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Saturday, March 2, 2024

Israel’s border plan draws fire

Jewish organizations and leaders in the U.S. are divided over Israel's plan to redraw the country's borders on its own if it cannot quickly negotiate peace with the Palestinians, and are giving the White House conflicting advice about whether to support or fund the effort.

Jewish organizations and leaders in the U.S. are divided over Israel’s plan to redraw the country’s borders on its own if it cannot quickly negotiate peace with the Palestinians, and are giving the White House conflicting advice about whether to support or fund the effort.

Prime Minister Ehud Olmert wanted a public pledge of support from President Bush when he visited Washington this week. The White House, however, has indicated an endorsement is premature. Olmert, who meets with Bush on Tuesday and addresses a joint session of Congress on Wednesday, reportedly has dropped plans to ask during this trip for additional U.S. aid for the border plan.

The proposal presents Bush with a foreign policy headache abroad and a political dilemma at home.

In the United States, the realignment is widely opposed by conservative Jewish voters whom Bush has courted with strong support for Israeli security. Conservative Christian leaders, including television evangelist Pat Robertson, who back Bush have endorsed the expansion and defense of Jewish settlements.

If Olmert presses ahead, his plan would violate a main principle of the U.S.-backed plan for peace and the eventual creation of an independent Palestinian state. Under the plan Bush helped to produce, neither the Israelis nor the Palestinians are supposed to take unilateral steps that prejudge final decisions about disputed territory.

Olmert’s approach would complicate the U.S. relationship with the Palestinians, now at a low point because of the election victory of militant Islamic leaders in January. Many Arab states oppose the plan, including important U.S. allies Saudi Arabia and Jordan; European nations are wary.

The United States has avoided taking a public position. The Bush administration views Olmert’s visit as a chance to assess the prime minister’s resolve and preparation, White House and State Department officials said. They said the U.S. does not consider the plan to be completed.

Bush also wants to urge Olmert to try to negotiate with the Palestinian’s moderate president, Mahmoud Abbas. Olmert says he cannot do that.

The nuclear threat posed by Iran will also be a main topic.

Olmert won elections in March with a promise to pull tens of thousands of Jewish settlers from the West Bank while fortifying major Jewish settlement blocs.

Olmert says Israel prefers to negotiate, but will stake out its final borders with the West Bank if the Hamas-led Palestinian government does not recognize Israel and disarm. His program continues the policy of his predecessor and strong Bush ally Ariel Sharon, who has not recovered from a stroke in January.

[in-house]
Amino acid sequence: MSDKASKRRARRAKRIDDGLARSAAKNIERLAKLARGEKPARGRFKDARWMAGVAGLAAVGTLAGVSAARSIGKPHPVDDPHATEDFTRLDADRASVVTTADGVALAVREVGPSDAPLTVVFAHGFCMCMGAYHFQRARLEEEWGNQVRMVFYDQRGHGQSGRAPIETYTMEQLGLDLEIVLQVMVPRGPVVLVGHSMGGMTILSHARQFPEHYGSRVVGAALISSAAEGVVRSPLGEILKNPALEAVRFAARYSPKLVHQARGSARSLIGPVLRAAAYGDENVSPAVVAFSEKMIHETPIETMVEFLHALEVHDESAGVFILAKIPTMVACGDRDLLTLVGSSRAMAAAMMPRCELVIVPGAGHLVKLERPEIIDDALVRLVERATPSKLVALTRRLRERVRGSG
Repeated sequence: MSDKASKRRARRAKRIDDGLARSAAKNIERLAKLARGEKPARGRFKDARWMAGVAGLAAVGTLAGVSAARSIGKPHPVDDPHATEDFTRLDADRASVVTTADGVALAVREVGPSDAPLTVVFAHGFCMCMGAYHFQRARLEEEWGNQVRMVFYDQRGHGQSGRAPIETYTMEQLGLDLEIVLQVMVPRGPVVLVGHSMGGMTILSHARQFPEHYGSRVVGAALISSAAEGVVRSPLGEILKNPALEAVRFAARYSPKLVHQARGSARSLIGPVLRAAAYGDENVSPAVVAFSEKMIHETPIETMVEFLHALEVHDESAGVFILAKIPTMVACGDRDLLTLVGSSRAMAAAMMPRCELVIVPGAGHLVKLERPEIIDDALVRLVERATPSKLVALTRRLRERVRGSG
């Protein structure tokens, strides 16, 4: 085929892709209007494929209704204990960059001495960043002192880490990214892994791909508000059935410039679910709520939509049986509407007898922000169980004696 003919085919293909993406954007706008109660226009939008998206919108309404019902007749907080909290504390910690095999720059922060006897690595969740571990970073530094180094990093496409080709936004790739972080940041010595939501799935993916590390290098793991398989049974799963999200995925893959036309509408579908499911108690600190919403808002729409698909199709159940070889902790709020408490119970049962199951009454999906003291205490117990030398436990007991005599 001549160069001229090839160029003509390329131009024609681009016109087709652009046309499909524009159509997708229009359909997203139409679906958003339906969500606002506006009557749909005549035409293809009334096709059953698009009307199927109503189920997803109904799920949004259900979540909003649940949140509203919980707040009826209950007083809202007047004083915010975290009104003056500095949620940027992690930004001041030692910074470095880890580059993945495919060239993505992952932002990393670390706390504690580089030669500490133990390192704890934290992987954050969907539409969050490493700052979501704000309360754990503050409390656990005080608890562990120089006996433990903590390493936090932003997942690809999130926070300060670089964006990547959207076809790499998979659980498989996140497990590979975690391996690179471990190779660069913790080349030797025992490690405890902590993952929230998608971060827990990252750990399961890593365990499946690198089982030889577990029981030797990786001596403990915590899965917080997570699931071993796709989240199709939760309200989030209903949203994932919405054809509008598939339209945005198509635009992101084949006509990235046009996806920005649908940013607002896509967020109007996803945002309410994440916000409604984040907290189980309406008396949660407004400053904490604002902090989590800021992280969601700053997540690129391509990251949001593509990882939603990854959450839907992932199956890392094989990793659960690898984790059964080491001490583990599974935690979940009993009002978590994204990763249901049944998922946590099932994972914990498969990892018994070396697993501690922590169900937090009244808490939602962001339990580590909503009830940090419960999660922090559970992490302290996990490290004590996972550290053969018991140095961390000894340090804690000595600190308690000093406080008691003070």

Rabbi Pesach Lerner, executive vice president of the National Council of Young Israel, said he is a strong supporter of the president and would be disappointed if Bush backed a plan that, Lerner said, would intensify the threat against Israel and others and strengthen Hamas. Hamas has claimed responsibility for dozens of suicide attacks on Israel and is classified by Israel and the United States as a terrorist group.

“We’re not for giving away land, especially when you get nothing for it,” Lerner said. “You don’t get peace, you don’t get security.”

Dov Hikind, a New York assemblyman, is urging supporters to tell the administration that Olmert’s plan is a sop to Hamas and will prove too expensive. Hikind, a Brooklyn Democrat, was in Israel on Friday to visit Jewish settlements that the border plan would threaten.

“I am seeing with my own eyes what Ehud Olmert plans to do, which would be absolutely horrible, unconscionable,” Hikind said by telephone. “I don’t want to see American tax dollars going for the purpose of expelling Jews from their homes.”

Israel is the largest recipient of U.S. foreign aid at more than $2 billion a year. A full-scale withdrawal from the West Bank could cost $10 billion or more, and Olmert is expected to ask for U.S. help at some point.

Hikind led a group of 40 American Jews and evangelical Christians who camped with Israeli settlers in the Gaza Strip last summer, before Israel unilaterally withdrew its soldiers and dismantled its settlements there. Gaza was seen as a step toward Sharon’s eventual goal of withdrawal from parts of the West Bank that he saw as indefensible and a long-term liability for Israel.

Several large, mainstream U.S. Jewish organizations support Olmert’s plan.

“We believe it is in the interest of the United States and Israel to try to resolve some of the dilemmas that occur in the area by giving greater certainty to Israel’s borders and making it easier for Israel to defend itself,” said Neil Goldstein, executive director of the 50,000-member American Jewish Congress.

© 2006 The Associated Press